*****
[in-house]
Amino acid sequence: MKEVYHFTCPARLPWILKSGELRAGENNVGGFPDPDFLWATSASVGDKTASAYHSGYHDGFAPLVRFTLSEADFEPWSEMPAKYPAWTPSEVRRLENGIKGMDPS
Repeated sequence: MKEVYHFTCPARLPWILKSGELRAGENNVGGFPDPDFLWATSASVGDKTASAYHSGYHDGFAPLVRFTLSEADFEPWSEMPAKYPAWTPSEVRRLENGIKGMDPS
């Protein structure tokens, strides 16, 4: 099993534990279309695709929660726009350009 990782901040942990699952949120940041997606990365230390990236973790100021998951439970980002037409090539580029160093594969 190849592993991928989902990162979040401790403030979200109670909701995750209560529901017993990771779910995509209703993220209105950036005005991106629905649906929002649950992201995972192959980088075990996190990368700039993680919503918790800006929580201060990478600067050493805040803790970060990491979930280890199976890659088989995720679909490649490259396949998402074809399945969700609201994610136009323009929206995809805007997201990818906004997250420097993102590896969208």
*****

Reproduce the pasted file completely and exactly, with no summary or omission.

[in-house]
Amino acid sequence: MKEVYHFTCPARLPWILKSGELRAGENNVGGFPDPDFLWATSASVGDKTASAYHSGYHDGFAPLVRFTLSEADFEPWSEMPAKYPAWTPSEVRRLENGIKGMDPS
Repeated sequence: MKEVYHFTCPARLPWILKSGELRAGENNVGGFPDPDFLWATSASVGDKTASAYHSGYHDGFAPLVRFTLSEADFEPWSEMPAKYPAWTPSEVRRLENGIKGMDPS
């Protein structure tokens, strides 16, 4: 099993534990279309695709929660726009350009 990782901040942990699952949120940041997606990365230390990236973790100021998951439970980002037409090539580029160093594969 190849592993991928989902990162979040401790403030979200109670909701995750209560529901017993990771779910995509209703993220209105950036005005991106629905649906929002649950992201995972192959980088075990996190990368700039993680919503918790800006929580201060990478600067050493805040803790970060990491979930280890199976890659088989995720679909490649490259396949998402074809399945969700609201994610136009323009929206995809805007997201990818906004997250420097993102590896969208």